written by journalists rather than SMEs. Peer-reviewed articles include the author's credentials and organizational
affiliations, and reliable websites do the same. If the researcher cannot find the author's credentials on the site, a
Google search for the author's name may be used to find the credentials. For instance, if the author’s name is
Richard Smith, the search term should be “Richard Smith,” being sure to use the quotation marks.
If there is no author, the researcher should find out as much about the organization responsible for the
information. Most organizations will have a link somewhere on their page called About Us, where the researcher
can learn more about exactly who the sponsor or publisher is. If there is no information, the researcher may
complete an Internet search to test for validity.
Be wary of websites that are created by people with credentials in a field not related to the information on the site.
For instance, an individual with a Ph.D. in physics has excellent credentials in physics, but is not necessarily
qualified to write about psychology. An M.D. who specializes in kidney disease is not well qualified to discuss
allergies. Look beyond the degree to make sure that the writer's credentials correspond to the information he or
she is presenting.
Is there contact information on the website or article? Reliable websites will provide the opportunity for reader
comment. Look for an email address or at the very least a phone number. Finally, check the URL for the domain.
Is the site a .com, .edu, .gov, .org, or something else? Information from .edu and .gov sites is generally reliable, as
long as it relates to the topic. If the site is a .com or .org, be particularly strict about vetting the source before
using it. Of course, most company websites will be .com sites, and it will often be necessary to use those when
doing company or industry research. The researcher must be cognizant that sites will be biased toward their own
company, and therefore less trustworthy.
4.4 Accuracy
It can be difficult to judge the accuracy of information. The researcher should find evidence, via triangulation, to
support the validity of the information. Do the authors cite their sources? If not, be wary. When reading an article
that is primarily about another article, try to find the original source, rather than using a secondary source. Does
the information agree with prior research or with what the researcher already knows about the topic? There may
be various views and perspectives for a research topic. Therefore, the researcher should be careful about using any
information that seems to be far removed from any other sources identified. Check the site or article for errors in
spelling, grammar, or punctuation, or typographical errors. If present, these errors decrease the likelihood that the
information is accurate or comes from an authoritative source.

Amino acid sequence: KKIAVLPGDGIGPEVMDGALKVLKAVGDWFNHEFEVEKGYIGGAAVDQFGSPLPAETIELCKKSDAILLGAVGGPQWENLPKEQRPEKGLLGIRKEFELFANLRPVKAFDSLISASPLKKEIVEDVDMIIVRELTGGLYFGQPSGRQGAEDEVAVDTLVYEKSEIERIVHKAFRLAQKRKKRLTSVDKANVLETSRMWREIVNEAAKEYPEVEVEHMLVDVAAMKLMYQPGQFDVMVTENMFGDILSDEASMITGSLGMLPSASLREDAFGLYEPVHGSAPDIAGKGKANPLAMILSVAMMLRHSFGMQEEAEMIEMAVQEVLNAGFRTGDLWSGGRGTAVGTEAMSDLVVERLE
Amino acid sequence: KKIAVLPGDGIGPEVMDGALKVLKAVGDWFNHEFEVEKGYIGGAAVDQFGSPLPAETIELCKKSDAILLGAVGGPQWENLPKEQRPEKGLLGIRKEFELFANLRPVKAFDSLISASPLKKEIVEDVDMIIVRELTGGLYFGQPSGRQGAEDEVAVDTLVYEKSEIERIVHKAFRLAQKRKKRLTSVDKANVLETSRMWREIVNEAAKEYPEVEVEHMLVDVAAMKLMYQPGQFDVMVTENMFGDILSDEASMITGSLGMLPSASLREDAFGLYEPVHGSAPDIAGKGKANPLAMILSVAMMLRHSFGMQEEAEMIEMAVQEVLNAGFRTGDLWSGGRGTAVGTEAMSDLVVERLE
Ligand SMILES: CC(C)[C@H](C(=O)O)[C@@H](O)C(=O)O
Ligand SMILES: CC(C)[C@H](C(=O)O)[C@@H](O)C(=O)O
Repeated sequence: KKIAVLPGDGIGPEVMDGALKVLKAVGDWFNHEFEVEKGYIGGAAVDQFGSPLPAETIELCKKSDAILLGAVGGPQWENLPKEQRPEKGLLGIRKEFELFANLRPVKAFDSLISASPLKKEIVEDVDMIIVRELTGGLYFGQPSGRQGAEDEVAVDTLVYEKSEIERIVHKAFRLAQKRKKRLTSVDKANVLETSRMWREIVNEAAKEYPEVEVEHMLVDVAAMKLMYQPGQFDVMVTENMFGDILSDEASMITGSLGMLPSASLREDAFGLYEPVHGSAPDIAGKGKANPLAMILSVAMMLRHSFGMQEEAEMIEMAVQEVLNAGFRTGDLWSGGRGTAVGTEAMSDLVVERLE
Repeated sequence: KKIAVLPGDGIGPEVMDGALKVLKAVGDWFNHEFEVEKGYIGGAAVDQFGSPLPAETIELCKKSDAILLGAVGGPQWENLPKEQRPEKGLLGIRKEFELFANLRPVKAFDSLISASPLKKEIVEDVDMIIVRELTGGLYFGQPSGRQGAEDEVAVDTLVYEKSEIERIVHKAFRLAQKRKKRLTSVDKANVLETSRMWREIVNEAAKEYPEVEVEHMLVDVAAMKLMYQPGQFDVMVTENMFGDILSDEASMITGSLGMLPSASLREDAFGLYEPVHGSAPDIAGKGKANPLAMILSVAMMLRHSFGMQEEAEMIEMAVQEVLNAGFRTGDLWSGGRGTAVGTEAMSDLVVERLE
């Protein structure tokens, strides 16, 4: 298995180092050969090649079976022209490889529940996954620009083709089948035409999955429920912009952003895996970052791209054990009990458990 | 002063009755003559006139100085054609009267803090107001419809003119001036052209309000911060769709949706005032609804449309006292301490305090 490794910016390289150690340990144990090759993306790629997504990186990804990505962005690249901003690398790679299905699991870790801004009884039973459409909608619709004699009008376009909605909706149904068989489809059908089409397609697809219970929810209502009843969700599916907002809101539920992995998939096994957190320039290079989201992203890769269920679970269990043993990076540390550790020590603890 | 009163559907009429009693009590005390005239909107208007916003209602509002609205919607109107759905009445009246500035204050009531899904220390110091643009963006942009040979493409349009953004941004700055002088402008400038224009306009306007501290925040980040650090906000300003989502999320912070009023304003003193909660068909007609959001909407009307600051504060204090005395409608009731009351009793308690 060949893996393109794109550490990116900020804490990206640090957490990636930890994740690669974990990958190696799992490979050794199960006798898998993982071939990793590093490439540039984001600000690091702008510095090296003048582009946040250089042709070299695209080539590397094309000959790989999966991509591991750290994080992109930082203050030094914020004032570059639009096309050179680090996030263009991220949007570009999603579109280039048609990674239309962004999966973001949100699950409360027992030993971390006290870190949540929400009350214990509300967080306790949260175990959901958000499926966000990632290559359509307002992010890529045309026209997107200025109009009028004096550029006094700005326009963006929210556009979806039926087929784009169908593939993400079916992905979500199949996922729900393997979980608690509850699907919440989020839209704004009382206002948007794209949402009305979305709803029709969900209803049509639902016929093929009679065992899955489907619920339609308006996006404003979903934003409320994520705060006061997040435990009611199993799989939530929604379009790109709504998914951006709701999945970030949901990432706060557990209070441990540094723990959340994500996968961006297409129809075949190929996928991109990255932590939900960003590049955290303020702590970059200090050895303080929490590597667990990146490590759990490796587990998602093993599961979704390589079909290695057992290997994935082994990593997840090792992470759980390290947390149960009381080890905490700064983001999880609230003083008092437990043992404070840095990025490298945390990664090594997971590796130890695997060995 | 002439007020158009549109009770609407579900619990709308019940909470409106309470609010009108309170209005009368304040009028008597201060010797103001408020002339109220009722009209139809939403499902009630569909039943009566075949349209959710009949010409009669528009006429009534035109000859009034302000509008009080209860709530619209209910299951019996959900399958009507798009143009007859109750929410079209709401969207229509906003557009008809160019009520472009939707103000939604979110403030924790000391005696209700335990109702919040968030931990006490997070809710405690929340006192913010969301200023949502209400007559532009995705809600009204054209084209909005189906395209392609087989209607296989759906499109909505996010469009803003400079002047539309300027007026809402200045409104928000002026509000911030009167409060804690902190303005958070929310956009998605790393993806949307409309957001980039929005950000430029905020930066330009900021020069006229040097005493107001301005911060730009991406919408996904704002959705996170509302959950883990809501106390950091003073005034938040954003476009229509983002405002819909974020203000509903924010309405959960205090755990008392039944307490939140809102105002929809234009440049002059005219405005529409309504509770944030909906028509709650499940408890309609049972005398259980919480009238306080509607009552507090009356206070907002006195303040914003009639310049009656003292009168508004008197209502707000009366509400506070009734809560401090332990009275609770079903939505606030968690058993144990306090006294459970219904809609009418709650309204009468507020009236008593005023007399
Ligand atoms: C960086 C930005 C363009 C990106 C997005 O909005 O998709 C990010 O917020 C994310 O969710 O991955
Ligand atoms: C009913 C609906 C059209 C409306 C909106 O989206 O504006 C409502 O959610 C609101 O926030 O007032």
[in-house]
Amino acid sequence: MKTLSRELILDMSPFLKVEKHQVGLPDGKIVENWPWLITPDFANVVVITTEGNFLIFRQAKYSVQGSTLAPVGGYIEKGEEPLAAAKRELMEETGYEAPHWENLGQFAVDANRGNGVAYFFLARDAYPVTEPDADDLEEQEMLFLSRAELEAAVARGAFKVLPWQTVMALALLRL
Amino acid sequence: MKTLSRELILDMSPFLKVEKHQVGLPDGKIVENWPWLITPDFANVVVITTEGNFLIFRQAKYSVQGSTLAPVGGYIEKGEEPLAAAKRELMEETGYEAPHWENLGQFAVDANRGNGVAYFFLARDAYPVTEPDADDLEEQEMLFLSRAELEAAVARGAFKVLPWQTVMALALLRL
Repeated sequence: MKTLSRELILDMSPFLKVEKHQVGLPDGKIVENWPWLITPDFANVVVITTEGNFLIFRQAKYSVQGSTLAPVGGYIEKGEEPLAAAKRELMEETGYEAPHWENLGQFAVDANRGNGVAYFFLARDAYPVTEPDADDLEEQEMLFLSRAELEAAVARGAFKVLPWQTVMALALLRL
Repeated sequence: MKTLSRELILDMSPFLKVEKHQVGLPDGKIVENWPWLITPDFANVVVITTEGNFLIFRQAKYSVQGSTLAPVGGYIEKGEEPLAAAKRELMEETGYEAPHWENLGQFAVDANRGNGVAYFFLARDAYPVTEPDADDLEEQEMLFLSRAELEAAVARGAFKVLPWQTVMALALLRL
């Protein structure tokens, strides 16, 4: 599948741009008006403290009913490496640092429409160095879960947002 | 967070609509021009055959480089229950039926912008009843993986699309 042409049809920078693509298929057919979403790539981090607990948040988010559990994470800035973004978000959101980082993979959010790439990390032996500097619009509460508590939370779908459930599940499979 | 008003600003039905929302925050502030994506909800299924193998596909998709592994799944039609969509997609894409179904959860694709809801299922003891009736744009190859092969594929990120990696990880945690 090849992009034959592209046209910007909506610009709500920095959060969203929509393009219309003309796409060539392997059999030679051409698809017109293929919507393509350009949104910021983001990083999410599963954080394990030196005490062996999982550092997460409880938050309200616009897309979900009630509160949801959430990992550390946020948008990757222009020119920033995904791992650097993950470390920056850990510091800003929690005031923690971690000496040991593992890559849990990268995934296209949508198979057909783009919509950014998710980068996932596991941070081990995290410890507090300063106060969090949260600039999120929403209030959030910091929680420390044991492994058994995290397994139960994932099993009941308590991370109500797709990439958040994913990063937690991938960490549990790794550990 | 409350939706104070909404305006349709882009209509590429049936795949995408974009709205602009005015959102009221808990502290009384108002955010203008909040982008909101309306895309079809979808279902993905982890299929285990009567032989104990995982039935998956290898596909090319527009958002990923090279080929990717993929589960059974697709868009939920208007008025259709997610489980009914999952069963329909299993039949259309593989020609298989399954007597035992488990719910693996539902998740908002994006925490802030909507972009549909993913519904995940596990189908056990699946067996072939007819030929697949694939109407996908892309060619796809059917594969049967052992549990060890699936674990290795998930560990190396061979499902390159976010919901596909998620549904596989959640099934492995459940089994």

4.5 Purpose
When evaluating information, take into consideration the intended purpose of the authors or sponsors of the
information being reviewed. Is it to inform? To teach? To entertain? To persuade? Or is it to sell something? Be
wary of any site that is trying to sell you something directly from the site. The information may be biased. Are the
authors’ or sponsors’ intentions or purposes clear? Or are they trying to make their site sound informational when
their entire purpose is actually to sell? Analyze the information and consider whether the information is fact,
opinion or bias. Keep abreast that fact is “something that has really occurred or is actually the case” (Oxford
English Dictionary, 1989); opinion is something we believe but have yet to support with facts (Jordan, 1978); and
bias is inclination or prejudice in favor of one person, group or thing and may be used to sway opinion (Dukes &
Yi, 2015). Quality information is objective and impartial. When a point of view seems reasonable it does not
mean the point of view is impartial.
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Researchers must watch carefully and test for bias. Bias may be political, cultural, religious, institutional or
personal. Even information from news organizations may be biased. Institutional bias is seen in corporate
websites. Negative news about a company may be dealt with in a biased manner, or may be suppressed entirely,
on that company’s website. Analyzing sources is time-consuming. Do not take short cuts. Using unreliable or
invalid information reduces the reliability and validity of an academic paper and can cost money in the business
world. Take the time to complete a thorough analysis. Test for bias is through quality research and comparing the
information to the facts identified through the research.
5 Synthesis
5.1 Reading a research article
After collecting the research, the researcher must decide how to use the sources to construct an argument or
answer the research question. One important point to remember in this step is that not every part of a source needs
to be used in the paper or project. If a long research paper only has one paragraph that is applicable to the
problem, only use that paragraph. The researcher does not have to incorporate the other ideas in the paper into the
final product.
Reading a research paper can be somewhat daunting. Scholarly business journals often use jargon and language
that may be unfamiliar. If the paper is based on a research study, there may be statistics that are difficult to
understand. This does not mean that the researcher cannot use the paper as a source. Refer to the steps in the
section of this paper called Getting the Most From your Research to work through scholarly sources.